By keeping criticism positive, we can encourage rather than discourage future success. Laura Reynolds, an author at InformED, described her experience: after giving a nerve-racking presentation on killer whales, she was harangued with negative feedback about her skills and ability… By her teacher… In front of the entire class! [3] This put her off public speaking for years to come.


But assessing performance using effort as a metric rather than technical correctness, it’s possible to give constructive criticism to the failure of a test or other task: it gives your child a concrete platform on which to move forward. At the same time, maybe they did put the effort in but failed anyway; being praised for trying their best can help lift their spirits and do better next time. It’s a win-win.


  • Set a good example by practicing what you preach



Now, this isn’t intended to be a criticism- just an honest appraisal of the effort you put into your own life! Setting a good example should be one of the first steps to encouraging your child to take on a growth mindset. Try taking on a growth mindset towards the everyday challenges of your life, and it will help both you and your child.


For example: do you complain about your job? Are you unhappy about your life? Is your house a tip? Well, what are you doing about it? Your child will know full well if you’re asking them to put the effort into their work, when you don’t put the effort into yours. And that’s likely to put them off the idea altogether.



  • Encourage your child to try new things



Don’t tell your child to play to their strengths. Far better for growth is to encourage them to try new things- and to turn effort itself into one of their strengths. Some children, for example, take like a duck to water to Maths, or to Art, or to Music; but it’s unlikely that your child will succeed in every single subject.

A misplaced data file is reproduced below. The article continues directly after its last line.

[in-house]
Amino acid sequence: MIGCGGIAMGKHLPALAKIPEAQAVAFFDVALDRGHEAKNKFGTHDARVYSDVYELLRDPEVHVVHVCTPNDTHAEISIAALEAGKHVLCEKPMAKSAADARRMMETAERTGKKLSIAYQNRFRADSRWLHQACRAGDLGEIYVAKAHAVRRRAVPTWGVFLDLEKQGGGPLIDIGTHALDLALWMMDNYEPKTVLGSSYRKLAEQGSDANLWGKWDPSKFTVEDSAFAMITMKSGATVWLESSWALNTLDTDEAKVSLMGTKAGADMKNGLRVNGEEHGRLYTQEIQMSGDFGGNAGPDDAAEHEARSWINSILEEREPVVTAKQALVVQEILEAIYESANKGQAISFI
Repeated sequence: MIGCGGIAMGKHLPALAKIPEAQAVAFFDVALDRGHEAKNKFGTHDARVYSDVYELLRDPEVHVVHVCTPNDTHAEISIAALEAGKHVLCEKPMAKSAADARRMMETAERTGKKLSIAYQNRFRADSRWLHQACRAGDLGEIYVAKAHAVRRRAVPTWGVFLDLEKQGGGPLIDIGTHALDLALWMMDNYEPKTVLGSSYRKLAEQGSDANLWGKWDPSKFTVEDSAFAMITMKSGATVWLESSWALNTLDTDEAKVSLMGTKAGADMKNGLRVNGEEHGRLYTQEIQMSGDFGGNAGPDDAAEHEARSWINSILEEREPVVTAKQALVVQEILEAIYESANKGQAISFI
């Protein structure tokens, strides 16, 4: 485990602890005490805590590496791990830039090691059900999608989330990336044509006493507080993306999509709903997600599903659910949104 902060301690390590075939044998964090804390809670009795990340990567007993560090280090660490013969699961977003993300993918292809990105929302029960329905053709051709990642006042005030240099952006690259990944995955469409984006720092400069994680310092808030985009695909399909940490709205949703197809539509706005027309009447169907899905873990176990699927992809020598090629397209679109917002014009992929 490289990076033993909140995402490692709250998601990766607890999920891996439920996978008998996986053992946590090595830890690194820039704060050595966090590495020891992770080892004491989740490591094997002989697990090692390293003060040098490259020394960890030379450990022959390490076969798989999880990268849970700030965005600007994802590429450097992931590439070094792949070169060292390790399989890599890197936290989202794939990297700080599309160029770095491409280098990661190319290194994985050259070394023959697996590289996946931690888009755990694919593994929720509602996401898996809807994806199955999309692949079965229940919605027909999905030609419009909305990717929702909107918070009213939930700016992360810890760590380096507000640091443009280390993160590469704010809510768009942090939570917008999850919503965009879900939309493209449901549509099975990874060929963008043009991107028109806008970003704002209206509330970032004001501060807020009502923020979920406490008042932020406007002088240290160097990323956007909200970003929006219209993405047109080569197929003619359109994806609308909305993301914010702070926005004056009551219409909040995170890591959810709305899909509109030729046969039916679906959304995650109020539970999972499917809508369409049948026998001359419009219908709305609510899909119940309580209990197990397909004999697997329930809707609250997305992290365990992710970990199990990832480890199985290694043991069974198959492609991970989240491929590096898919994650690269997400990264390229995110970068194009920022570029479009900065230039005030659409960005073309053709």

It’s tempting to tell them, in response to them failing to get to grips with a certain subject: ‘It doesn’t matter. It’s just not your strong suit!’ But this limits their growth, and stops them before they start trying to succeed.


Far better is to tell them that although they might not succeed at first, effort always beats out talent. If your child aces Maths tests but completely fails in Music, encourage them to pick up an instrument. They might not ever ace Music like they do Maths- but they’ll learn a valuable lesson about effort, that what you put in is what you get out.


  • Remember: there is no such thing as a pure growth mindset.


It’s tempting to think that the ‘growth mindset’ movement might be the answer to complete future success. But it isn’t. Carol Dweck herself says that it is impossible to completely embody the growth mindset, since every single one of us will always be partly fixed in our old ways of thinking, no matter what we do to try and remedy that.

In an article on the subject, she said that ‘if we want to move closer to a growth mindset in our thoughts and practices, we need to stay in touch with our fixed-mindset thoughts and deeds.’ So rather than being something to avoid, a fixed mindset is actually essential to cultivating a growth mindset. Don’t forget that cultivating a growth mindset is a means to an end, and not an end in itself.

James Goldsmith Bio

LinkedIn: James Goldsmith

James graduated from The University of Sussex in 1996 and completed his P.G.C.E teaching qualification in 1997.  Since then, James has worked as both a teacher, examiner and in management across a broad spectrum of the State and Independent Education sectors.  He is committed to constantly upgrading his teaching skills and raising standards.